PROTONIC WINDOWS: These exploratory drawings of the construction of microbial fuel cell-containing building materials aim to generate questions and prototypes that can be tested experimentally.SIMONE FERRACINA/LIVING ARCHITECTURE CONSORTIUM

Bristol Robotics Laboratory, on the grounds of the University of the West of England (UWE Bristol), is a clean, dynamic place. Thin partitions separate researchers sitting next to their meticulously designed robots in a huge, open-plan think tank. But down the hall is a separate room, cut off from the hubbub.

Ioannis Ieropoulos and Gimi Rimbu have not shared why their lab is sealed off from the rest of the site as we open the door and take our first step inside, so it’s a shock when we’re met by an odor that brings tears to the eyes. The vile smell that Ieropoulos’s and Rimbu’s acclimated nostrils barely notice? Wastewater—delivered a few days prior from the local sewage treatment...

Rimbu describes how each six-hole brick houses three microbial fuel cells (MFCs). In one hole sits an anode and, in another, the cathode. “In the hole with the organic waste, water is oxidized,” he says. “And in the other, the water is recombined on a carbon substrate which is the electrode. And from this, you clean the water, produce electricity, and harvest small quantities of useful compounds.” Connected with crocodile clips and wires, two of these bricks can power a digital thermometer.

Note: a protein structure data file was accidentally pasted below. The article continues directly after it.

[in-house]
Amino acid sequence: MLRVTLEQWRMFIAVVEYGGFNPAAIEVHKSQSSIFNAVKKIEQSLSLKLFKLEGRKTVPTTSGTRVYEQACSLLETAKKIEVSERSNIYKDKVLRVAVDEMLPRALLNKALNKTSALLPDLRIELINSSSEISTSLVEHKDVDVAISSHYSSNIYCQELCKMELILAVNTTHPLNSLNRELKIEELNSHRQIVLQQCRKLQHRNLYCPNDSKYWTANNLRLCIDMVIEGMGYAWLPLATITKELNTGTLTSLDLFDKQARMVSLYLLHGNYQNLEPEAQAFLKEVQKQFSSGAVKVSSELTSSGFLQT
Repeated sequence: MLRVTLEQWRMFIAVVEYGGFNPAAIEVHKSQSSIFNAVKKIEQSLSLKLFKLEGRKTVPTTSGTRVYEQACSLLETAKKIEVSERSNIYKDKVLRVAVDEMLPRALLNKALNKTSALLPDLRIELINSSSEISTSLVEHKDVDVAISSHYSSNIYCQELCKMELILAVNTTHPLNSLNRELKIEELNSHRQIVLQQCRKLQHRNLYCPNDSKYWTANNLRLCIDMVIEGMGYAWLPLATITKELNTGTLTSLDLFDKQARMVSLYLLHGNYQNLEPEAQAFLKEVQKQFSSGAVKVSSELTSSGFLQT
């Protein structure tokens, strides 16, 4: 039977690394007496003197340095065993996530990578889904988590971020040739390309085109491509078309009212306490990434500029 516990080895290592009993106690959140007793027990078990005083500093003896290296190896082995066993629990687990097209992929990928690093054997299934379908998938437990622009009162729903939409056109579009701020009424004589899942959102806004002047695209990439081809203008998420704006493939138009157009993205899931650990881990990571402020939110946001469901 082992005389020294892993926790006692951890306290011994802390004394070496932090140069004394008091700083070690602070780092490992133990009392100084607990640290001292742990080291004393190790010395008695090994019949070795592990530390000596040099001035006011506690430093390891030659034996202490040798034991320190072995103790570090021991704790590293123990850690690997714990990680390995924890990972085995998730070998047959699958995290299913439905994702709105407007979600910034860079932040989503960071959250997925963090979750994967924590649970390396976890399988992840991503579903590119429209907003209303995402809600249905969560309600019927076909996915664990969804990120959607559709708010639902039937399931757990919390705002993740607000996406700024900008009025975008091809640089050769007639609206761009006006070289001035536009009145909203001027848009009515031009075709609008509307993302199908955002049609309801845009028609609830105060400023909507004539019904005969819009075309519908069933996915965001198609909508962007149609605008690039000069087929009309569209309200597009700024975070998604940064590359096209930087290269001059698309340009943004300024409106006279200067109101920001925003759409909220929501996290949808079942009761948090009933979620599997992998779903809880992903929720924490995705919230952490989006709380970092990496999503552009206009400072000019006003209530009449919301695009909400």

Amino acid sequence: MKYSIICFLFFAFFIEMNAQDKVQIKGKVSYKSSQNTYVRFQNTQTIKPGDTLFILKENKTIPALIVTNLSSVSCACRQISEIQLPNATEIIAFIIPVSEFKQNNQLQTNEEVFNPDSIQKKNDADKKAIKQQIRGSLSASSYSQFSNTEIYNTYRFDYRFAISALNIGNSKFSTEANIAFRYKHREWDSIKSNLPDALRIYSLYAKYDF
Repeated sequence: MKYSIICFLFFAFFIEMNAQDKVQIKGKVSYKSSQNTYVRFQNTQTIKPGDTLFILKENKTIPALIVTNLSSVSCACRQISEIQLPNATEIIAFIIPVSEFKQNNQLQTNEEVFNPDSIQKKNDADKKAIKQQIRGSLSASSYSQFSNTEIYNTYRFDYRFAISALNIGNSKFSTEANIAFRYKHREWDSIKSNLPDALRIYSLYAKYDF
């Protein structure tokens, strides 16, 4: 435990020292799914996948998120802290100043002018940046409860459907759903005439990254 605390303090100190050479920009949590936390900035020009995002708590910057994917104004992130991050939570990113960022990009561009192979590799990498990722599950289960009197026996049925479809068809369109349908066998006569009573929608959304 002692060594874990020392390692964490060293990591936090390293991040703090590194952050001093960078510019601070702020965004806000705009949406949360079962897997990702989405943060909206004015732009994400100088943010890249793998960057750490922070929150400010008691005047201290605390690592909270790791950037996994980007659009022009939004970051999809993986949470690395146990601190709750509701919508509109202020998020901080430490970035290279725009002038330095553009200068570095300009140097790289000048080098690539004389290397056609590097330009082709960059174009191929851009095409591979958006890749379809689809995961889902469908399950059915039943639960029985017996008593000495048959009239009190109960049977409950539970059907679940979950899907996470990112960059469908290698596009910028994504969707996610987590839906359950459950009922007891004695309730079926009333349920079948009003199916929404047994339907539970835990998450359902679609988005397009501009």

The malodorous bricks in Bristol Robotics Laboratory are part of the wider Living Architecture (LIAR) project, an exploratory multinational collaboration funded by the European Union’s Horizon 2020 Framework Programme to build a prototype freestanding partition composed of up to three types of bioreactor building blocks. The first is Ieropoulos and Rimbu’s MFC. The second is an algae bioreactor, a sealed container of algae that grows and produces biomass or sucks up CO2 from the surrounding air. The third involves programmable synthetic microorganisms that can act like a metabolic app to produce any product the researchers desire.

Only the insane would want urine running inside the walls of their house.—Andrew Adamatzky
University of the West of England, Bristol

LIAR was originally conceived on Christmas Eve 2013 when Andrew Adamatzky, an expert in unconventional computing from UWE Bristol, and Rachel Armstrong, a University of Newcastle experimental architect, started talking. They envisioned “a gut-building or kidney-building which takes away your metabolites,” says Adamatzky. “But we realized gut analogies are not that sexy for the general public.” Since then, the project has morphed into a mission to make buildings literally come alive brick by brick. Essentially, LIAR’s living bioreactor bricks will use sunlight, wastewater, and air to generate oxygen, electricity, proteins, and biomass.

Biomimicry is fashionable in architecture and engineering, but LIAR is a step beyond simply aping natural processes or forms. “Living architecture is where things are not ‘like’ biological systems, they have original physiology and perform ‘as’ living things,” Adamatzky explains.